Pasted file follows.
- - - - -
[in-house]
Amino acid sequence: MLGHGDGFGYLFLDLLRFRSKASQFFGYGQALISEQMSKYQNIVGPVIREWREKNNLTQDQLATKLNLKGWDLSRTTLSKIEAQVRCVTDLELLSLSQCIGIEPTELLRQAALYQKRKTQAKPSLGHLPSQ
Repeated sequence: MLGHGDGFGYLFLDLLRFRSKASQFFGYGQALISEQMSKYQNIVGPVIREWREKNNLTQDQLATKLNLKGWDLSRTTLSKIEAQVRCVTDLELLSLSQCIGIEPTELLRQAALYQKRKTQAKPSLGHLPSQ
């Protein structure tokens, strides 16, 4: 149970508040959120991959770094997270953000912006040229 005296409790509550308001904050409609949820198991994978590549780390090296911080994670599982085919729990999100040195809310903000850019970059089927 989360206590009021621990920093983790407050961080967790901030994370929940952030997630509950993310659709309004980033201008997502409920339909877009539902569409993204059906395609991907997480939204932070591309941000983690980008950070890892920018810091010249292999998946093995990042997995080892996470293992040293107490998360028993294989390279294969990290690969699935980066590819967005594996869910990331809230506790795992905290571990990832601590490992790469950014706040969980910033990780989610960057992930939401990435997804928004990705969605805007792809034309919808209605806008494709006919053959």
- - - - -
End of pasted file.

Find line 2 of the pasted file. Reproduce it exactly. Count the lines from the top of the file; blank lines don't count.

Amino acid sequence: MLGHGDGFGYLFLDLLRFRSKASQFFGYGQALISEQMSKYQNIVGPVIREWREKNNLTQDQLATKLNLKGWDLSRTTLSKIEAQVRCVTDLELLSLSQCIGIEPTELLRQAALYQKRKTQAKPSLGHLPSQ